Vancouver Architecture Walking Tour is a 3.2 mile out and back trail located near Vancouver, British Columbia, Canada and is good for all skill levels. The trail is primarily used for hiking and walking and is accessible year-round.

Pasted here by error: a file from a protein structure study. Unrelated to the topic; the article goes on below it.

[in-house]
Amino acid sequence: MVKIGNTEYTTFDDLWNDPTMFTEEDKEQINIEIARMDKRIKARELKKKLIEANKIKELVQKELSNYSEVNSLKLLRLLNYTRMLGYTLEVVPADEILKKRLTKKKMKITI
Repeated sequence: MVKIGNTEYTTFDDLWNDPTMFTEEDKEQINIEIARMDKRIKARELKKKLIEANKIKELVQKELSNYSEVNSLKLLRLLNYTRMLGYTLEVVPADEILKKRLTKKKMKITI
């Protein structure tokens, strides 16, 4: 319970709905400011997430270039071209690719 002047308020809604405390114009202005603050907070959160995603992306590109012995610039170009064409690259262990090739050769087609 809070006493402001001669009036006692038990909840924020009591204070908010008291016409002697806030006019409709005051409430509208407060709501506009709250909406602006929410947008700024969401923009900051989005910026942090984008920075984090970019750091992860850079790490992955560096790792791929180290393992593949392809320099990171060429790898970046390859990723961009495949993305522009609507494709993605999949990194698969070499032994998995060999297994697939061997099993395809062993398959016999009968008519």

Vancouver is, to say the least, an eclectic collection of architectural designs. The city can, in layman's terms, easily be split into architectural epochs: pre-1950, 1960s modernism, and post 1986 contemporary. And each of these styles can be seen without traveling outside the downtown core, though they aren't restricted to that part of Vancouver. Historical structures include the Vancouver Arts Gallery, the former Canadian Pacific Railway Station, the Fairmont Hotel Vancouver, and Christ Church Cathedral. Other historical architecture can be seen in Gastown, Chinatown and Yaletown, areas that date from the 1800s and early 1900s. In Gastown, for example, you'll find what was once the Hotel Europa. Built in 1912, this was Vancouver's first steel and concrete structure, modeled after Manhattan's Flatiron Building. It was once the grandest hotel in Vancouver with a lobby of brass and marble detailing. Today it's a business office and the bottom level is devoted to small stores selling antiques. For the 1960s, walk along West Georgia Street and past the post-modern buildings that line the main artery. Contemporary architecture can be found everywhere in the city and its environs - from Simon Fraser University in Burnaby, the Museum of Anthropology on the University of BC campus, the Wall Centre on Burrard Street, and the new 62-story Shangri-La tower at the foot of Burrard Street.